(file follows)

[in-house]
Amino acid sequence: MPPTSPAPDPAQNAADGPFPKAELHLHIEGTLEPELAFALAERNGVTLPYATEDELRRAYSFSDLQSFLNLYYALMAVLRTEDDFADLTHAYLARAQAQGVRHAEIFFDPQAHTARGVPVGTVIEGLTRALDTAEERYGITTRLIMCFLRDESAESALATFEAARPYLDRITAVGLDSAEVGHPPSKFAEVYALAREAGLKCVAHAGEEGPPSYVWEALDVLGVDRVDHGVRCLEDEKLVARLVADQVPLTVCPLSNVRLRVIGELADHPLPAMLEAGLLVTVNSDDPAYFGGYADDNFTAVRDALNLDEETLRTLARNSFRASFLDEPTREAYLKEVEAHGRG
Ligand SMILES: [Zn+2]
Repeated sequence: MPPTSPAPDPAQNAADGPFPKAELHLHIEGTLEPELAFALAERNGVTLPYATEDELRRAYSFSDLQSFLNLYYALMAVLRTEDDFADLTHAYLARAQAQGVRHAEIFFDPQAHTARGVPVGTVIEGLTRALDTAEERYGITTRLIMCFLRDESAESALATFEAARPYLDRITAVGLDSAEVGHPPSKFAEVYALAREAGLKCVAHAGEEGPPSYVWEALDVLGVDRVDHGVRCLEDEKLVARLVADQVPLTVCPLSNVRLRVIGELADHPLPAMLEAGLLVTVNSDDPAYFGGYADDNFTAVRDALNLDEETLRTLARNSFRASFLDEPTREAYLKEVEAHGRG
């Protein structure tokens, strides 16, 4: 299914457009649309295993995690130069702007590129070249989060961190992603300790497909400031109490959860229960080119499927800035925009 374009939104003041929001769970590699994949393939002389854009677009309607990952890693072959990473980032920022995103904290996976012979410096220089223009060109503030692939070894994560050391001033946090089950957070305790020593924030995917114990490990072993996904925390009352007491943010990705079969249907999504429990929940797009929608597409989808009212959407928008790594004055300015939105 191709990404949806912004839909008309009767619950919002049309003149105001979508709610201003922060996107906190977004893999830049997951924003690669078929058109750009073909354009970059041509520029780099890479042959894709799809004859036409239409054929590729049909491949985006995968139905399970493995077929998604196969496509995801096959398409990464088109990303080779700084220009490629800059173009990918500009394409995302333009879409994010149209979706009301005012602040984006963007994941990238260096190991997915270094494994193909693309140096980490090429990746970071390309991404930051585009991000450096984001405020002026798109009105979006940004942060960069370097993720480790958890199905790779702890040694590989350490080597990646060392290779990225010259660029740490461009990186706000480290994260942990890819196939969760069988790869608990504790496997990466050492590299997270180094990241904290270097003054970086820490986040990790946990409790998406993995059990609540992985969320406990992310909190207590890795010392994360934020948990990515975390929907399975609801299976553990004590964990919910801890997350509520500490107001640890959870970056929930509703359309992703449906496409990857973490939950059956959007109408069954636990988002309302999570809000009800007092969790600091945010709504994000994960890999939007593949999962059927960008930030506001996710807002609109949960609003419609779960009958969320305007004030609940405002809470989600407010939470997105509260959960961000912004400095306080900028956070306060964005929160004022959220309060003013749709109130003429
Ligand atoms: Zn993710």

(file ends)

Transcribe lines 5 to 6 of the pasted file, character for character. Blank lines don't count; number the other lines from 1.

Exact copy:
């Protein structure tokens, strides 16, 4: 299914457009649309295993995690130069702007590129070249989060961190992603300790497909400031109490959860229960080119499927800035925009 374009939104003041929001769970590699994949393939002389854009677009309607990952890693072959990473980032920022995103904290996976012979410096220089223009060109503030692939070894994560050391001033946090089950957070305790020593924030995917114990490990072993996904925390009352007491943010990705079969249907999504429990929940797009929608597409989808009212959407928008790594004055300015939105 191709990404949806912004839909008309009767619950919002049309003149105001979508709610201003922060996107906190977004893999830049997951924003690669078929058109750009073909354009970059041509520029780099890479042959894709799809004859036409239409054929590729049909491949985006995968139905399970493995077929998604196969496509995801096959398409990464088109990303080779700084220009490629800059173009990918500009394409995302333009879409994010149209979706009301005012602040984006963007994941990238260096190991997915270094494994193909693309140096980490090429990746970071390309991404930051585009991000450096984001405020002026798109009105979006940004942060960069370097993720480790958890199905790779702890040694590989350490080597990646060392290779990225010259660029740490461009990186706000480290994260942990890819196939969760069988790869608990504790496997990466050492590299997270180094990241904290270097003054970086820490986040990790946990409790998406993995059990609540992985969320406990992310909190207590890795010392994360934020948990990515975390929907399975609801299976553990004590964990919910801890997350509520500490107001640890959870970056929930509703359309992703449906496409990857973490939950059956959007109408069954636990988002309302999570809000009800007092969790600091945010709504994000994960890999939007593949999962059927960008930030506001996710807002609109949960609003419609779960009958969320305007004030609940405002809470989600407010939470997105509260959960961000912004400095306080900028956070306060964005929160004022959220309060003013749709109130003429
Ligand atoms: Zn993710």